participate in a wide range of cellular functions (Halliwell, 2006; Jiang, 2014). ROS may be

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involved in the action of Wi-Fi exposure-induced EMR in the brain and liver of developing

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humans and animals. However, this subject needs to be urgently clarified in an experimental
animal model.

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EMR absorption rates in various tissues are affected by dielectric properties and organ
conductivity. Whole-body electrical conductivity increases during pregnancy due to an

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increased water content, and this makes pregnant women and their foetuses hypersensitive to

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EMR (Nazıroğlu et al. 2013). Additionally, Wi-Fi from cell phones and computers are
primarily used near the head and may have harmful effects on the brain. Furthermore, Wi-Fi

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exposure induces oxidative stress resulting in decreased antioxidant levels in the brains of
experimental animals (Çetin et al. 2014). However, whether EMR changes oxidative stress in
the brain and liver during offspring development remains unclear; therefore, the need to
address this question has formed the basis of this study.
In a recent study (Çetin et al. 2014), we were unable to observe changes in oxidative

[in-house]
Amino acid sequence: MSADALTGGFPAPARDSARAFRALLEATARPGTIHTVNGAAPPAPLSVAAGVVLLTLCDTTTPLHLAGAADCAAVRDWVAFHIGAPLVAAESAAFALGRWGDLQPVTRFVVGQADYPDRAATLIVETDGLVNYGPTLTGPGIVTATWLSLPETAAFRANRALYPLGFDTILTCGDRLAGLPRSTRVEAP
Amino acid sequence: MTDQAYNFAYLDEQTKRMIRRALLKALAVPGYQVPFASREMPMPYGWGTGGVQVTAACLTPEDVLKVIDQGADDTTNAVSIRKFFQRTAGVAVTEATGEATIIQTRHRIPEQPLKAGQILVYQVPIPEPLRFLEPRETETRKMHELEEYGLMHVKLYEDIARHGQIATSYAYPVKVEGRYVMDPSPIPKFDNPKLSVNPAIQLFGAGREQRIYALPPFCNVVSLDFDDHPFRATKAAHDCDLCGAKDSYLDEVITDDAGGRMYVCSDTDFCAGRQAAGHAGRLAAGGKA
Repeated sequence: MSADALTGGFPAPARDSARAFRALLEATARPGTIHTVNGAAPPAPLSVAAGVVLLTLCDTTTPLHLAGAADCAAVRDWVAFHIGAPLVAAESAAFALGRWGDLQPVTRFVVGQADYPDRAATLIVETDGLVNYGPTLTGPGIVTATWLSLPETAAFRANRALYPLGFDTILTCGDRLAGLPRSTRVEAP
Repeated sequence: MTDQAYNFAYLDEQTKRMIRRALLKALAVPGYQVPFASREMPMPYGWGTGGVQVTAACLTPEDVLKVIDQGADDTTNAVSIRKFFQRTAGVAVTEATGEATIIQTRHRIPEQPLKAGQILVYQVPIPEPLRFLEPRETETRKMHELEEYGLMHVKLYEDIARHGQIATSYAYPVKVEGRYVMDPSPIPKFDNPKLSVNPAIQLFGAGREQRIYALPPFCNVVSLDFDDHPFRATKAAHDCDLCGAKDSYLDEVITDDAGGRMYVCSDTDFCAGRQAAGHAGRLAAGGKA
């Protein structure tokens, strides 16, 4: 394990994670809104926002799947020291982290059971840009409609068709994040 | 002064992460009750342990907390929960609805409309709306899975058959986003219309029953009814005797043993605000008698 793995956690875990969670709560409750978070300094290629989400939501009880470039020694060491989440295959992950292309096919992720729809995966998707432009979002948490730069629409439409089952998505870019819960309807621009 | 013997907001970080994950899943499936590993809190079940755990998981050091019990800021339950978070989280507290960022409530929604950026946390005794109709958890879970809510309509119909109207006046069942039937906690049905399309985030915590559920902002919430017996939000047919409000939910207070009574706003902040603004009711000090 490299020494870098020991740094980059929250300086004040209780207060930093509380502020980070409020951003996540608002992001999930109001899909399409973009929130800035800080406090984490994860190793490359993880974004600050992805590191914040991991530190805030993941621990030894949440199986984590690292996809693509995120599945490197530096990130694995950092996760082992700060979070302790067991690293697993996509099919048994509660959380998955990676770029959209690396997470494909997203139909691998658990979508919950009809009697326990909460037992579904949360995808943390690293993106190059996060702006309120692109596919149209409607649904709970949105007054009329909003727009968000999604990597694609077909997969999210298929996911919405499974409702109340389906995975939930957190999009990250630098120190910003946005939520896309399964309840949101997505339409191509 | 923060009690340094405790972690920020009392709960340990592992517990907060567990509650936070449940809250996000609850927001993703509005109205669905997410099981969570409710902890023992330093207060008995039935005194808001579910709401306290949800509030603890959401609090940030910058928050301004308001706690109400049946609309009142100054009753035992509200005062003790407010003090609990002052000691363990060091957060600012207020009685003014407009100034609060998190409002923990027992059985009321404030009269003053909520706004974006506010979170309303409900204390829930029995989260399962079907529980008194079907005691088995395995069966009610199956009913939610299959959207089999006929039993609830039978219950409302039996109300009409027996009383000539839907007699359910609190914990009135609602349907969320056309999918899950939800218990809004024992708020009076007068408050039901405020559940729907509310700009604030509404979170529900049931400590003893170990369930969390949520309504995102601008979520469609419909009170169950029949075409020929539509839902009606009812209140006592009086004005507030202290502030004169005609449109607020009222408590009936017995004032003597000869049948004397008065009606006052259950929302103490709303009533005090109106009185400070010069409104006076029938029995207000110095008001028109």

stress values of the brain and liver in 2.45 GHz EMR-exposed newborn rats between the
fourth and sixth weeks following birth because rat brains are developing during the
synaptogenesis period (the first 3 weeks after birth) (Tiwari and Chopra, 2011). Moreover,
reports of EMR exposure on oxidative stress in the brain and liver of rats are conflicting
(Nazıroğlu and Gümral, 2009; Takahashi et al. 2010; Dasdag et al. 2012; Shahin et al. 2013;

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Çetin et al. 2014; Ghazizadeh and Nazıroğlu, 2014; Gürler et al. 2014). The present study was
conducted in rats during pregnancy and newborn development between the first and third
weeks to determine the effects of 2.45 GHz exposure on EMR-induced brain and liver

Materials and methods
Chemicals
reduced

glutathione

(GSH),

malondialdehyde,

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N-hexane,

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oxidative injuries.

1,1,3,3

tetramethoxypropane, KOH, Tris(hydroxymethyl)aminomethane, pyrogallol, all-trans retinol

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and α-tocopherol were analytical grade, obtained from Sigma-Aldrich Chemical Inc. (St.
Louis, MO, USA). All solutions, except phosphate buffers, were prepared daily and stored at

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+4.0 ˚C. The reagents were allowed to equilibrate at room temperature for at least 30-min
before used for analysis. The phosphate buffers were stable in refrigerator (+4.0 ˚C) for one

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Animals

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month.

We used 16 Wistar albino pregnant dam rats (age, 12 weeks; weight, 190 ± 21 g) and

their 48 newborns. The rats were housed individually in stainless steel cages in a pathogenfree environment at 22º ± 2°C, with light exposure from 08.00 to 20.00; the rats were given
free access to water and were fed a commercial diet.

Study groups
The rats were exposed to the EMR radiations during the pregnancy. The 48 newborn